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6 March 2014 1:04 pm ,
Vol. 343 ,
Magdalena Koziol, a former postdoc at Yale University, was the victim of scientific sabotage. Now, she is suing the...
Antiretroviral drugs can protect people from becoming infected by HIV. But so-called pre-exposure prophylaxis, or PrEP...
Two studies show that eating a diet low in protein and high in carbohydrates is linked to a longer, healthier life, and...
Considered an icon of conservation science, researchers at World Wildlife Fund (WWF) headquarters in Washington, D.C.,...
The new atlas, which shows the distribution of important trace metals and other substances, is the first product of...
Early in April, the first of a fleet of environmental monitoring satellites will lift off from Europe's spaceport in...
Since 2000, U.S. government health research agencies have spent almost $1 billion on an effort to churn out thousands...
- 6 March 2014 1:04 pm , Vol. 343 , #6175
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Video: The Secret of the Jellyfish
19 February 2014 3:45 pm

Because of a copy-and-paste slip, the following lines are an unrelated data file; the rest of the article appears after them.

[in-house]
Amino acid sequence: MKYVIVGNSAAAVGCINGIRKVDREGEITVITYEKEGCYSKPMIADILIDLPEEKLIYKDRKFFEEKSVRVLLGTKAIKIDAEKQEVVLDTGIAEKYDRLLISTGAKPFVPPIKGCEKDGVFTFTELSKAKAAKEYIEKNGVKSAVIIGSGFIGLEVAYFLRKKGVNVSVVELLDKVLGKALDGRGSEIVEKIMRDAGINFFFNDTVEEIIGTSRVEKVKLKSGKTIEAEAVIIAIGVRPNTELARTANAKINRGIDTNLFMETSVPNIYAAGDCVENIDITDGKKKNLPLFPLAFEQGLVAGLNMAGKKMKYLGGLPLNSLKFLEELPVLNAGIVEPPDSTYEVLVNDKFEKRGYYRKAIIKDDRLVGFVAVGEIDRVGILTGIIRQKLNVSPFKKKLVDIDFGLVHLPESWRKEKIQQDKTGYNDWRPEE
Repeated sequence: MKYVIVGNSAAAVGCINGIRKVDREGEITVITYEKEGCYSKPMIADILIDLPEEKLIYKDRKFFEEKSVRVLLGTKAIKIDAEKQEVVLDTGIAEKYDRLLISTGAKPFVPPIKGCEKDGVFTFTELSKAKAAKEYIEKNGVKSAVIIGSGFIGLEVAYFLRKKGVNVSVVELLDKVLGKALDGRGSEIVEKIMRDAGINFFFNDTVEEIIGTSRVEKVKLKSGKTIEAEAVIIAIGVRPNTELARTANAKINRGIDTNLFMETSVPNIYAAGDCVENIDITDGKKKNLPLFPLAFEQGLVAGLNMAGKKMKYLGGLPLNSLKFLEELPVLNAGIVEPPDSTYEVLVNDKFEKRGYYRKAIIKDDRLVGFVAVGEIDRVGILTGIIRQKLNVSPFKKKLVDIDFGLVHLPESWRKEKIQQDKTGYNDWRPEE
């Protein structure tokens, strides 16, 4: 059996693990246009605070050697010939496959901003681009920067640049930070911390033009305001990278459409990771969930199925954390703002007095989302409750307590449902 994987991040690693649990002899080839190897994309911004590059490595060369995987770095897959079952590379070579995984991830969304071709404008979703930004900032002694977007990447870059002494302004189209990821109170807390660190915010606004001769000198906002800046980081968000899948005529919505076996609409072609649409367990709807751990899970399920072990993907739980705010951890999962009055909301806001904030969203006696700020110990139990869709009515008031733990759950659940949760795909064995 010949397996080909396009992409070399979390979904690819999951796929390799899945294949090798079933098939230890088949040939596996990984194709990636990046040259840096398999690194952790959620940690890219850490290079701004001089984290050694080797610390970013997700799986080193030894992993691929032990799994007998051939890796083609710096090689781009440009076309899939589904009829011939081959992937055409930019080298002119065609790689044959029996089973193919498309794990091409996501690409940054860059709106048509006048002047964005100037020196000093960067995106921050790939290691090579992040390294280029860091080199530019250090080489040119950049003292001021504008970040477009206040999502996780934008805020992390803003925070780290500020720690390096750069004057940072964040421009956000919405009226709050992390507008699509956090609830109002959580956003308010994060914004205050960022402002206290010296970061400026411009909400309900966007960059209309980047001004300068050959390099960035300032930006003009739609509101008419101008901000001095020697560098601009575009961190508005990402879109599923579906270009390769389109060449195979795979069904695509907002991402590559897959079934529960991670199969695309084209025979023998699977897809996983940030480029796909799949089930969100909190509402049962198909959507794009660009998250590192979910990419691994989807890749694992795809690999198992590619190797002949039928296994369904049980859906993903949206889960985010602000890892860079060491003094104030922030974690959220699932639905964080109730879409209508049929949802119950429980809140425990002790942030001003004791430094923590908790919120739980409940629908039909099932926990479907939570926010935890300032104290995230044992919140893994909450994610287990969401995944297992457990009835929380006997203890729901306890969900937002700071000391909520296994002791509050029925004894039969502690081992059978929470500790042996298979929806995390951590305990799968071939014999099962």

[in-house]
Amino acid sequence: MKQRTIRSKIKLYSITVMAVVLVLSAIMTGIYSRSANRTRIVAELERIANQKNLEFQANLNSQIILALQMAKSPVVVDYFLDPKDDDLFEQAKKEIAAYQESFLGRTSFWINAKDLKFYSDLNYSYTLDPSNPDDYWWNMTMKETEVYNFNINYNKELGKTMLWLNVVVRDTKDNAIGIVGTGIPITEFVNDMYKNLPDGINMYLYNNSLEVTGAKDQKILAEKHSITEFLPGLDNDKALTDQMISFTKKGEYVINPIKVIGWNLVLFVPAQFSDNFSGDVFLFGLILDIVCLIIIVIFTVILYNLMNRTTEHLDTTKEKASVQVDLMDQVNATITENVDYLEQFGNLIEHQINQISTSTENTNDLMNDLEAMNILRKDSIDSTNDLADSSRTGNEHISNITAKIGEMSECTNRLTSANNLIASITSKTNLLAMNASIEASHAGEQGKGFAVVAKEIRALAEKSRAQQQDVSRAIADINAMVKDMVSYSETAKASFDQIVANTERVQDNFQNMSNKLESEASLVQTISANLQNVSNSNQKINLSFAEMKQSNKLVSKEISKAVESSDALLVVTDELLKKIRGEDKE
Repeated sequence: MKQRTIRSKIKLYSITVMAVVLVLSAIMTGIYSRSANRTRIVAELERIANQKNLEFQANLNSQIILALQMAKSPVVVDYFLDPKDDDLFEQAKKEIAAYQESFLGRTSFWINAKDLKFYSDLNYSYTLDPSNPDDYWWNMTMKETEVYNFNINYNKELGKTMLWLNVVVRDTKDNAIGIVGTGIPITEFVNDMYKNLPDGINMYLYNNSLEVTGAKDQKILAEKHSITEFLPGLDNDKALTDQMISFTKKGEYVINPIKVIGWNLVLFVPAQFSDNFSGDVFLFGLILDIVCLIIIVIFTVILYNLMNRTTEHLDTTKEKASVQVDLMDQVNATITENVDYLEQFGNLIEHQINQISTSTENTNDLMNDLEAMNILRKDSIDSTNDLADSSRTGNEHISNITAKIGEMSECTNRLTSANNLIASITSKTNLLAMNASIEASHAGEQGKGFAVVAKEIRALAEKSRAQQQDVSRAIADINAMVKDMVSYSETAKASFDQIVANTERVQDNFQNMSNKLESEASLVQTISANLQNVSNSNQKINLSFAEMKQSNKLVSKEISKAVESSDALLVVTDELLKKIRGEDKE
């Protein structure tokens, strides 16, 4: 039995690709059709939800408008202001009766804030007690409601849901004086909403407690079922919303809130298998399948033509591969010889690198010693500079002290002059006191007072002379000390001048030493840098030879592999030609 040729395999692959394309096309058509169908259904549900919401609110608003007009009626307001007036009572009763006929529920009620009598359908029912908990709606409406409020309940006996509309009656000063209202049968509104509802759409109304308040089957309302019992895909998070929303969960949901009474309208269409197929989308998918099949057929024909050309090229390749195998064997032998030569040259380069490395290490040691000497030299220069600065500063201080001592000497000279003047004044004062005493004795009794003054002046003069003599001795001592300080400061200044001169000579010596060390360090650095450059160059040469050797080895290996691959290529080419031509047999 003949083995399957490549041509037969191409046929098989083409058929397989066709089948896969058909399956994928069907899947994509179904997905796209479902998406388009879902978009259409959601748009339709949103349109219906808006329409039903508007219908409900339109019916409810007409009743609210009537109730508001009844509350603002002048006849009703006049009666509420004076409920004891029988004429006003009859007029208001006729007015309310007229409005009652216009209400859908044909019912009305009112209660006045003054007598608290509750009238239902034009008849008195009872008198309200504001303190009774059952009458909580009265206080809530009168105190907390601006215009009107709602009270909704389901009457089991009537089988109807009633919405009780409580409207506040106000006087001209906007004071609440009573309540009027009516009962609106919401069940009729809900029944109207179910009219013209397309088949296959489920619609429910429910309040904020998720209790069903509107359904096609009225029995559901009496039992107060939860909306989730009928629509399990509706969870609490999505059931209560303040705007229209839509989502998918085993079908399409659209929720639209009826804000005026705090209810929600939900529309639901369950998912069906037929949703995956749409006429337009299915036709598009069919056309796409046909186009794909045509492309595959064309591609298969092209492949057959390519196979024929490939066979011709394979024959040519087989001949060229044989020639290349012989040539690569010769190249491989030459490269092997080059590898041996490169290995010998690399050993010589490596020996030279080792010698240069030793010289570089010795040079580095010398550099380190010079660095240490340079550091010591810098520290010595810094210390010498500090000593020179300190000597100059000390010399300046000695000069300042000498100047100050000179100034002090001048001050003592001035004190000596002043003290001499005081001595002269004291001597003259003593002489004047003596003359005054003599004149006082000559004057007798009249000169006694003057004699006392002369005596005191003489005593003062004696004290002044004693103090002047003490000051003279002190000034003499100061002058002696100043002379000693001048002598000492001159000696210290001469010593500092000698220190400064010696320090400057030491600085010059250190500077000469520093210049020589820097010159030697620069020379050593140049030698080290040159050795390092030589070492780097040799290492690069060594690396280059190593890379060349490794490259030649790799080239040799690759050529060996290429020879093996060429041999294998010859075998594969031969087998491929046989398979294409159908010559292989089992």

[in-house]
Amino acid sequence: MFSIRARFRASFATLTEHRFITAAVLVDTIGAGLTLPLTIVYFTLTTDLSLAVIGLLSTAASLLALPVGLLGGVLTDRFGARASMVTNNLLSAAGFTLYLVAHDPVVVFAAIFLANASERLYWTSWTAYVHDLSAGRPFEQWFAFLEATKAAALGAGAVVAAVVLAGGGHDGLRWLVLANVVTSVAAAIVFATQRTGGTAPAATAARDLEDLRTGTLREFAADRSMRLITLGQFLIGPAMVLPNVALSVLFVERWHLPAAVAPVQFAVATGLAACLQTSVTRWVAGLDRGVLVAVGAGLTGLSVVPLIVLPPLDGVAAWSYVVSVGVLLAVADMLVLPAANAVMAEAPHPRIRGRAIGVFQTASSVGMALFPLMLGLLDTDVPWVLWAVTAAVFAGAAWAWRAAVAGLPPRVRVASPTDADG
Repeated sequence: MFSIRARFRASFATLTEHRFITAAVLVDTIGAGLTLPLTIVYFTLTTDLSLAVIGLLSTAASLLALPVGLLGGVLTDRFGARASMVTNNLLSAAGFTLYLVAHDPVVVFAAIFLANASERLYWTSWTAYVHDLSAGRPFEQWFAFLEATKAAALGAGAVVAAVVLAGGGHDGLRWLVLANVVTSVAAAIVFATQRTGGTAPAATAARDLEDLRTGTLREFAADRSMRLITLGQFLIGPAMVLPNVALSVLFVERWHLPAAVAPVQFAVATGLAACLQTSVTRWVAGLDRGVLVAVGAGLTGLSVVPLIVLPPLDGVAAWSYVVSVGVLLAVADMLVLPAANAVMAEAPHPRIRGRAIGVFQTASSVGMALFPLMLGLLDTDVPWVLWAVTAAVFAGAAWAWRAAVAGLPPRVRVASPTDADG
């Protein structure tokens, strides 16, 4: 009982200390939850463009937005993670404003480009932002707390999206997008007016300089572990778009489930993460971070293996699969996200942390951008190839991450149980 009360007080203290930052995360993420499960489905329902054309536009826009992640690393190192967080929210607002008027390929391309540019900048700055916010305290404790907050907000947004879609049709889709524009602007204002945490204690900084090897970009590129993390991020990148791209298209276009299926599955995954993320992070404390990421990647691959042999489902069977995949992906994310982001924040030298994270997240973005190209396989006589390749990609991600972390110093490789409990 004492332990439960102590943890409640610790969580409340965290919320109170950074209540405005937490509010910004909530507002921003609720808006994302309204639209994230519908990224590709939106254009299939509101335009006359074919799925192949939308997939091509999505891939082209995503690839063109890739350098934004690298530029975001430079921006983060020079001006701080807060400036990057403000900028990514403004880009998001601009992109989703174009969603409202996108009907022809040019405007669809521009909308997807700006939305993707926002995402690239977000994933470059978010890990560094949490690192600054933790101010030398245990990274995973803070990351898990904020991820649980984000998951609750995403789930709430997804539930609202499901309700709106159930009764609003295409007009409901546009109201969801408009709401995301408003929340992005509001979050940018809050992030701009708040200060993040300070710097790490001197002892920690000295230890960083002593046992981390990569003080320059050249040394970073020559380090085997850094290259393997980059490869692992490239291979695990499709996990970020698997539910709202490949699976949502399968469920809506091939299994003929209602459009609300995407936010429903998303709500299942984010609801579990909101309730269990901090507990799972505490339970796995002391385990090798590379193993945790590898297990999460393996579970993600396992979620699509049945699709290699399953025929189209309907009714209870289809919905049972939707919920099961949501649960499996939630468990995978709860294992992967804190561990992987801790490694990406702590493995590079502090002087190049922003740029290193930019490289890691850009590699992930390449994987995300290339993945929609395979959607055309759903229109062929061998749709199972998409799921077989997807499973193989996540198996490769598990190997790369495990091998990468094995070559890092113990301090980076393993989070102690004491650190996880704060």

Nothing we have ever built can ply water as efficiently as the humble jellyfish. This video shows the pressure systems created with each of its thrusts, with vortices of low pressure (blue) rolling from the front of its bell-shaped body that meet up with the bulge of high pressure (red) that forms behind it. This pressure gradient pulls the jellyfish through the water with little exertion. Research on jellyfish propulsion over the past 2 years revealed a key design feature that makes this translucent beast so efficient: bendiness. (This was confirmed by building robotic jellyfish—the bendy models left the stiff ones behind.) But are jellyfish the only animals to have discovered the magic of bendiness? A new study examined the propulsive limbs of 59 animal species, from the flukes of killer whales and the wings of moths and bats to the winglike feet of sea slugs. Not only is bendiness ubiquitous, but it is finely tuned. No matter if a creature lives in air or water, whether it propels itself with skin, feather, or gelatinous flaps, the propulsive limbs of all animals seem to have the same bendy design constraint: About one-third of the length of the structure flexes during steady motion, and the bending angle ranges from 15° to 40°. This narrow “morphospace,” described online this week in Nature Communications, can’t be the result of shared genes. The same solution was reinvented countless times. Instead, the finely tuned bendiness of fins and wings is just good design, discovered again and again by evolution. Being stiff is literally a drag.